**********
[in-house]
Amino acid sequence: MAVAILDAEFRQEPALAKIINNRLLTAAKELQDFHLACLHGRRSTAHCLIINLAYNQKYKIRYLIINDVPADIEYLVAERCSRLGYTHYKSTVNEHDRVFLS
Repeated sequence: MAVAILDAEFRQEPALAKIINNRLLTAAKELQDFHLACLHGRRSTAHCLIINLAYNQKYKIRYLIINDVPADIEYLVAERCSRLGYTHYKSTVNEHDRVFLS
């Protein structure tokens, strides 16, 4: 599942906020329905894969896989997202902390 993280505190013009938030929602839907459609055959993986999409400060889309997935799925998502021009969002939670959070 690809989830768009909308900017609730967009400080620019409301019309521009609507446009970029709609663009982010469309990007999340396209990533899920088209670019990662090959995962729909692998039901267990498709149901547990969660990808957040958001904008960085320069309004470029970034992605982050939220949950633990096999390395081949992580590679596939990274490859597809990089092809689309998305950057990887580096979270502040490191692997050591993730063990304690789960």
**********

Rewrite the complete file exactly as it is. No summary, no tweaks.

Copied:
[in-house]
Amino acid sequence: MAVAILDAEFRQEPALAKIINNRLLTAAKELQDFHLACLHGRRSTAHCLIINLAYNQKYKIRYLIINDVPADIEYLVAERCSRLGYTHYKSTVNEHDRVFLS
Repeated sequence: MAVAILDAEFRQEPALAKIINNRLLTAAKELQDFHLACLHGRRSTAHCLIINLAYNQKYKIRYLIINDVPADIEYLVAERCSRLGYTHYKSTVNEHDRVFLS
């Protein structure tokens, strides 16, 4: 599942906020329905894969896989997202902390 993280505190013009938030929602839907459609055959993986999409400060889309997935799925998502021009969002939670959070 690809989830768009909308900017609730967009400080620019409301019309521009609507446009970029709609663009982010469309990007999340396209990533899920088209670019990662090959995962729909692998039901267990498709149901547990969660990808957040958001904008960085320069309004470029970034992605982050939220949950633990096999390395081949992580590679596939990274490859597809990089092809689309998305950057990887580096979270502040490191692997050591993730063990304690789960």